• Where you will deploy what you have learned on your own application or on an example case, with experts present
  • Day 5 + two weeks - Practical assignment
    • Where you will work on a case to enjoy your new skills at information management (more details follow)
    • We will celebrate your skills during a mini-symposium and drinks at the very end of the course


  • Thursday (e-BioLab)
    • 9.00 'Introduction to Taverna' by Katy Wolstencroft
    • 10.30 Coffee and tea
    • 11.00 'Taverna tutorial' by Katy Wolstencroft
    • 12.30 Lunch
    • 13.30 Hands on with Taverna
    • 15.00 Coffee and Tea
    • 15.30 Hands on with Taverna cont.
  • Friday (e-BioLab/F0.09)
    • 9.00 'Health Care and Life Science interest group of W3C: Applications and Practice' by M. Scott Marshall (e-BioLab)
    • Hands-on with experts (e-BioLab)
    • 12.30 Lunch + Hands-on continued (e-BioLab)
    • 13.30 'The Seven Sins of Bioinformtics' by Carole Goble (F0.09)
    • 15.00 Discussion and wrap-up (F0.09)
    • 16.00 Two-week practical assignments, closure, and drinks (F0.09)
  • Friday June 12 - Minisymposium Information management in Life Science (F0.09 - tentative)

Digital support

For collecting and sharing results of the hands-on sessions students are requested to sign up to myExperiment.org and join the BioWiseInformationManagement2009 group. Students and lecturers are member of the Google group BioWiseInformationManagement2009 for sharing documents, in particular for the two-week assignment following the week of lectures. (Follow the links to sign up and view the groups.)

Recommended Software

We would appreciate it if you could bring your own laptop. The software that we will use in the course includes:

Protégé 4
Taverna1.7.1 NB Look out for Taverna 2.1beta on the same site; it is close to being released.
SWObjects enables federation of SPARQL (also to SQL)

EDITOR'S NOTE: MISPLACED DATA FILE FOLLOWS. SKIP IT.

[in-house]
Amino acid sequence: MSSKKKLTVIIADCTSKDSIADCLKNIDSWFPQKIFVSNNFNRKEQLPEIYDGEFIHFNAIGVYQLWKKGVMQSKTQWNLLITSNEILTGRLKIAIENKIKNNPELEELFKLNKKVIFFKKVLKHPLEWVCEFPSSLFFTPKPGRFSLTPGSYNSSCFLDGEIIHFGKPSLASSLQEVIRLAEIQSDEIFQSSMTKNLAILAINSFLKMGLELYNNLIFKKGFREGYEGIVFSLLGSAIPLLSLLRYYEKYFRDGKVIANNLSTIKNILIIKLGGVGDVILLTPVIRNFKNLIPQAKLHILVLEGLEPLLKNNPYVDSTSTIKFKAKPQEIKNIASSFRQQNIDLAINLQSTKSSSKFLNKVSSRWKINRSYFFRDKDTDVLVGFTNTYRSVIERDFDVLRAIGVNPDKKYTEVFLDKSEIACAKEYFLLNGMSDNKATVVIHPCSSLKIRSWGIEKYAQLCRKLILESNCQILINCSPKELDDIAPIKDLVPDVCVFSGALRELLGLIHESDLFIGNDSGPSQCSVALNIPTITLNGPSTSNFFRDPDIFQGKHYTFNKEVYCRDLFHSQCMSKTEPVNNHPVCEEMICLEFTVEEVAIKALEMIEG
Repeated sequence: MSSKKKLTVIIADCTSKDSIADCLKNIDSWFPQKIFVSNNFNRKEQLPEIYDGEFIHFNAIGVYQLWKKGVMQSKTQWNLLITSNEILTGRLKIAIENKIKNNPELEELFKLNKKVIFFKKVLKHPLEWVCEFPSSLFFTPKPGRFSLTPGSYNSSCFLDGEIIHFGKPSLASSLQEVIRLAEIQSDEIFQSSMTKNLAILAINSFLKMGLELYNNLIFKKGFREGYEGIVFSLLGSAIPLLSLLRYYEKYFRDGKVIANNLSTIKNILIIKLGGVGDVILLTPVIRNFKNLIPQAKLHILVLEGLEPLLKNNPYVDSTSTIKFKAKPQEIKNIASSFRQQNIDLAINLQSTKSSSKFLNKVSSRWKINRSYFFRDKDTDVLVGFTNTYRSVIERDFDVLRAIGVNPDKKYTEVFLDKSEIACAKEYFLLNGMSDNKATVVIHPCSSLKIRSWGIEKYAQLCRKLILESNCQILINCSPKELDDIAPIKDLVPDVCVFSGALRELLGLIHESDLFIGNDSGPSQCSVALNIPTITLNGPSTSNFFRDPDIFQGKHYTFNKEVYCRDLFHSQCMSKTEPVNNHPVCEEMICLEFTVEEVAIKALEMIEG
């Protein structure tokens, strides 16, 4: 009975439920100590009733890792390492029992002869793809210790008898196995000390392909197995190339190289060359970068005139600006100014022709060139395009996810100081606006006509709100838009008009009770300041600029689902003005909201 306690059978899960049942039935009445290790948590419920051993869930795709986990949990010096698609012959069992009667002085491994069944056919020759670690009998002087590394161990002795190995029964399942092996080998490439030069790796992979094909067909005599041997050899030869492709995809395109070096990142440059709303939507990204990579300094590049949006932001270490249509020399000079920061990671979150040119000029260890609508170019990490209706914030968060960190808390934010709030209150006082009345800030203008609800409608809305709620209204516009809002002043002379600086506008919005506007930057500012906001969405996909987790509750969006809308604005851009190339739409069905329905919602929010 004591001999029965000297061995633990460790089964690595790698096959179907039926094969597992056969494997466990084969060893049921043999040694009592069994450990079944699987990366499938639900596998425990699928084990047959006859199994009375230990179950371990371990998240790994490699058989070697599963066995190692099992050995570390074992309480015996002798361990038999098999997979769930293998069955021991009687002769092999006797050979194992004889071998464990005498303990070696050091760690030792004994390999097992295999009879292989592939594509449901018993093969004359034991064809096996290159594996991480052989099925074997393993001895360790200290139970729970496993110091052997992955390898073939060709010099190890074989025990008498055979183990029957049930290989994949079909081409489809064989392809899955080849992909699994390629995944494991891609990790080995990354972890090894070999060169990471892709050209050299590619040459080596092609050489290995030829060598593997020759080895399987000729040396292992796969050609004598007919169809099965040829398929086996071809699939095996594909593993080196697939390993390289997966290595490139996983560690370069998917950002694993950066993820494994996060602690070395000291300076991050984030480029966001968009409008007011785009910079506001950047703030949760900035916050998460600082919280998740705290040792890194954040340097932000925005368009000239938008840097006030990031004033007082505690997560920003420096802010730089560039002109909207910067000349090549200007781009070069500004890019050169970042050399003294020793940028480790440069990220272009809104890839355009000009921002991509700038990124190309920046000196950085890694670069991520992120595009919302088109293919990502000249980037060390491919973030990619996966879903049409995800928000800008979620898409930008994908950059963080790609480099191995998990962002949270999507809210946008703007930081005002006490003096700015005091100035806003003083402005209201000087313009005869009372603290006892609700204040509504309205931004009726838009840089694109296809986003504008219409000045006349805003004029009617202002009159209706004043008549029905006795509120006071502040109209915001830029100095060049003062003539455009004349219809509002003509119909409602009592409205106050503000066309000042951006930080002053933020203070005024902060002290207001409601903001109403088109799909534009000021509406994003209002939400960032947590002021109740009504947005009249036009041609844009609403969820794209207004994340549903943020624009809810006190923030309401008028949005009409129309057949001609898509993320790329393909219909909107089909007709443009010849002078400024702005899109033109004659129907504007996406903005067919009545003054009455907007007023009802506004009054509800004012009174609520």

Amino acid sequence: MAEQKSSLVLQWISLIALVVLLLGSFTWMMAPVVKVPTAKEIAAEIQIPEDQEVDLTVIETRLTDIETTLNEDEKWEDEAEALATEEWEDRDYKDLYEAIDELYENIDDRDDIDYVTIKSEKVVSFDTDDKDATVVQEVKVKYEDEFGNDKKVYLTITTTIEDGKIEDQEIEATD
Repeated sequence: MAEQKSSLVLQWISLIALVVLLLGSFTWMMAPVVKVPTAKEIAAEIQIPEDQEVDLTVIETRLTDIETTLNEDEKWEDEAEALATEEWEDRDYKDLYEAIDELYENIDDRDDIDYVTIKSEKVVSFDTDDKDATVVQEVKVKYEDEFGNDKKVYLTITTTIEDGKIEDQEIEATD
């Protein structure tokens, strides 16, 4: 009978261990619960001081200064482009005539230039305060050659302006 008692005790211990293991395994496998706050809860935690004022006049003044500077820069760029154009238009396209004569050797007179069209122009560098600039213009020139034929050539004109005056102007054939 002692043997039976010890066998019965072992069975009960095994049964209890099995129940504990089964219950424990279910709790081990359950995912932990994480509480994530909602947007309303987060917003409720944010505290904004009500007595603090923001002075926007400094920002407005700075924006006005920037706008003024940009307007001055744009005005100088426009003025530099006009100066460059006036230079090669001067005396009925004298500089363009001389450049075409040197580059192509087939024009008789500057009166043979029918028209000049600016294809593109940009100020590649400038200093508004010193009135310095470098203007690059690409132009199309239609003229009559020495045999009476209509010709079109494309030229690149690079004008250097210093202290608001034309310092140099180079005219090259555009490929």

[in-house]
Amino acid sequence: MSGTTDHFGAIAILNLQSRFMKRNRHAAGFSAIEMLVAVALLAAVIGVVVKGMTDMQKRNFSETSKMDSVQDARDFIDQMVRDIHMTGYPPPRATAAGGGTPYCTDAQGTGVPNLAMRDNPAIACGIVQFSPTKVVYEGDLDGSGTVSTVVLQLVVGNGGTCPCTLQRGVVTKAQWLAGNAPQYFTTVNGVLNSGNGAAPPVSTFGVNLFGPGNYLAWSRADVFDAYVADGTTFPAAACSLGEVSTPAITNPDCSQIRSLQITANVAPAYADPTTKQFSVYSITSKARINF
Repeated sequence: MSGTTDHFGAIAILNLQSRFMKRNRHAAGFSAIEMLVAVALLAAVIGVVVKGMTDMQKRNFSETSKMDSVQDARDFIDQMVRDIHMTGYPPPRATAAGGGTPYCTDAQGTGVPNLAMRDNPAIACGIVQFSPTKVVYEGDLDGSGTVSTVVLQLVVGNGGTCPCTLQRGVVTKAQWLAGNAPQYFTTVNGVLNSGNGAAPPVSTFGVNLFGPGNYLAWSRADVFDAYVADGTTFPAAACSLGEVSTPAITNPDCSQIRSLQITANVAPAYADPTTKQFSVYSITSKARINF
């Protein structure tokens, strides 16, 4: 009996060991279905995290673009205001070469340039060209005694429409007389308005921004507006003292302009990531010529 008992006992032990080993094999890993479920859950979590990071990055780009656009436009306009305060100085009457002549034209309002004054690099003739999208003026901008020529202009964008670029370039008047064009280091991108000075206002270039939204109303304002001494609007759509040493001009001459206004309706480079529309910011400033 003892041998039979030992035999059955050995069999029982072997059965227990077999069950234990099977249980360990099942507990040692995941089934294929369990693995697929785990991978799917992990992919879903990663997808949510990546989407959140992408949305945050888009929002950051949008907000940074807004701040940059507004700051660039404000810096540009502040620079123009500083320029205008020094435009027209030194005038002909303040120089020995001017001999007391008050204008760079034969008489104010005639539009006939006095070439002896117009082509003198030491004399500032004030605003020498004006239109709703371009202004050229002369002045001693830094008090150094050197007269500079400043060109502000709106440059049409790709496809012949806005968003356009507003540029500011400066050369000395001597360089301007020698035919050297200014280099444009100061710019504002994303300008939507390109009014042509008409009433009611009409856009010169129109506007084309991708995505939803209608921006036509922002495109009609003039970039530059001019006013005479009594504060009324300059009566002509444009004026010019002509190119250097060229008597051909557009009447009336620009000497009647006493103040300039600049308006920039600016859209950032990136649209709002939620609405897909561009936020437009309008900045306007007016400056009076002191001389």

Please consider installing these software tools. If applicable also bring an example of a database you are working on so you can use it in the hands-on sessions (e.g. wrap your MySQL database using MOLGENIS). Don't worry if you have any trouble installing; we will help especially with software that is critical for the course.

Example Data, Applications, and Lab Practicals

Practice with OWL:

Protege Guide (.doc)
Ontology assignment(.doc)

Semantic Web Data Integration (UCSC ENCODE Application):

Original web page description of SWEDI
Web page accompanying journal article about SWEDI
Relevant Data for SWEDI

Practice with MOLGENIS:

[1] (.pdf)

Recommended Reading

The Semantic Web for the Working Ontologist Book
The Semantic Web Primer Book
A Journey to Semantic Web Query Federation in Life Sciences accepted, BMC Bioinformatics
Towards a cyberinfrastructure for the biological sciences: progress, visions and challenges, by Lincoln Stein Nature Reviews
Automation of in-silico data analysis processes through workflow management systems, Paolo Romano Briefings in Bioinformatics
Beyond standardization: dynamic software infrastructures for systems biology, Morris Swertz and Ritsert Jansen Nature Reviews
Calling on a million minds for community annotation in WikiProteins, Barend Mons et al. BMC Bioinformatics
Pharmas Nudge Semantic Web Technology Toward Practical Drug Discovery Applications GenomeWeb article
Concept Web Alliance Hits Ground Running in Bid to Harness Semantic Web for Life Sciences GenomeWeb article

Related Links

The W3C Semantic Web Health Care and Life Sciences Interest Group

More information and registration

Please visit http://www.nbic.nl/biowise/school/EduProg/InfoMan09/ or contact M. Scott Marshall or Marco Roos